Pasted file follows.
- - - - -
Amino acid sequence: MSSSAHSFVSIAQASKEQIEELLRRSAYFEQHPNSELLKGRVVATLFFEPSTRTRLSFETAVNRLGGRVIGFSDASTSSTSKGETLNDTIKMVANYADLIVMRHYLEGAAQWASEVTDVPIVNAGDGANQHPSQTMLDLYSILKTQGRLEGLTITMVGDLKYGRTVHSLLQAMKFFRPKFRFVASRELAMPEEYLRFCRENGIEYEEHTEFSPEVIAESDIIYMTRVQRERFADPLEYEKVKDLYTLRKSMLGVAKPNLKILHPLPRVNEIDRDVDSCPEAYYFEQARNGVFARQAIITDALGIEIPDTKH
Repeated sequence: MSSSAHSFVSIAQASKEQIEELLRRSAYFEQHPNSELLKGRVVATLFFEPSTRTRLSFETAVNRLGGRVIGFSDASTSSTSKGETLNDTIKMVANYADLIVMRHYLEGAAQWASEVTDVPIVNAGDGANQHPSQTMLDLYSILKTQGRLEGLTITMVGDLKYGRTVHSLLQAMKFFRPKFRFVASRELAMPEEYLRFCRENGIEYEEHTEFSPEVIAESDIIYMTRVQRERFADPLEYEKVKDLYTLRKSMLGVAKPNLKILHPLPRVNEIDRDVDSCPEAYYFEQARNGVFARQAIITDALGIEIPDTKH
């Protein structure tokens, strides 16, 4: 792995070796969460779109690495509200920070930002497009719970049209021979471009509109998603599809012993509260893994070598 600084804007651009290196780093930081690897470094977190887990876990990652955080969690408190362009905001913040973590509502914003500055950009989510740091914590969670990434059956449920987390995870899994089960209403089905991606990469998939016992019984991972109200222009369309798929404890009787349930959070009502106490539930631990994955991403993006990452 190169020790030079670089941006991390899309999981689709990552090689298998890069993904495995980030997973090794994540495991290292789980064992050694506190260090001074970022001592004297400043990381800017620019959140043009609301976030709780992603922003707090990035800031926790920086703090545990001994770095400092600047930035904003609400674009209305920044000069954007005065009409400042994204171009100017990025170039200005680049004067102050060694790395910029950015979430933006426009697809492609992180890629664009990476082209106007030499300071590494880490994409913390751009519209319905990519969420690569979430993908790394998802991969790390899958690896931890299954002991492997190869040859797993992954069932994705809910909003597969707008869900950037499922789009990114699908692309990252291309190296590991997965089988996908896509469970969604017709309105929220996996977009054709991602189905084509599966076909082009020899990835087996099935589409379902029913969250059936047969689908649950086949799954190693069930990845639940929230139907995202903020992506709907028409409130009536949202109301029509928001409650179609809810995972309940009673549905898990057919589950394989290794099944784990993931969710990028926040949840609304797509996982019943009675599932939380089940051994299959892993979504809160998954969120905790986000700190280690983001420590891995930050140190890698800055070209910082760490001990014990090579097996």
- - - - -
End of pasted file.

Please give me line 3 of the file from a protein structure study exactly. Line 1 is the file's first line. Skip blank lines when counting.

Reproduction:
């Protein structure tokens, strides 16, 4: 792995070796969460779109690495509200920070930002497009719970049209021979471009509109998603599809012993509260893994070598 600084804007651009290196780093930081690897470094977190887990876990990652955080969690408190362009905001913040973590509502914003500055950009989510740091914590969670990434059956449920987390995870899994089960209403089905991606990469998939016992019984991972109200222009369309798929404890009787349930959070009502106490539930631990994955991403993006990452 190169020790030079670089941006991390899309999981689709990552090689298998890069993904495995980030997973090794994540495991290292789980064992050694506190260090001074970022001592004297400043990381800017620019959140043009609301976030709780992603922003707090990035800031926790920086703090545990001994770095400092600047930035904003609400674009209305920044000069954007005065009409400042994204171009100017990025170039200005680049004067102050060694790395910029950015979430933006426009697809492609992180890629664009990476082209106007030499300071590494880490994409913390751009519209319905990519969420690569979430993908790394998802991969790390899958690896931890299954002991492997190869040859797993992954069932994705809910909003597969707008869900950037499922789009990114699908692309990252291309190296590991997965089988996908896509469970969604017709309105929220996996977009054709991602189905084509599966076909082009020899990835087996099935589409379902029913969250059936047969689908649950086949799954190693069930990845639940929230139907995202903020992506709907028409409130009536949202109301029509928001409650179609809810995972309940009673549905898990057919589950394989290794099944784990993931969710990028926040949840609304797509996982019943009675599932939380089940051994299959892993979504809160998954969120905790986000700190280690983001420590891995930050140190890698800055070209910082760490001990014990090579097996």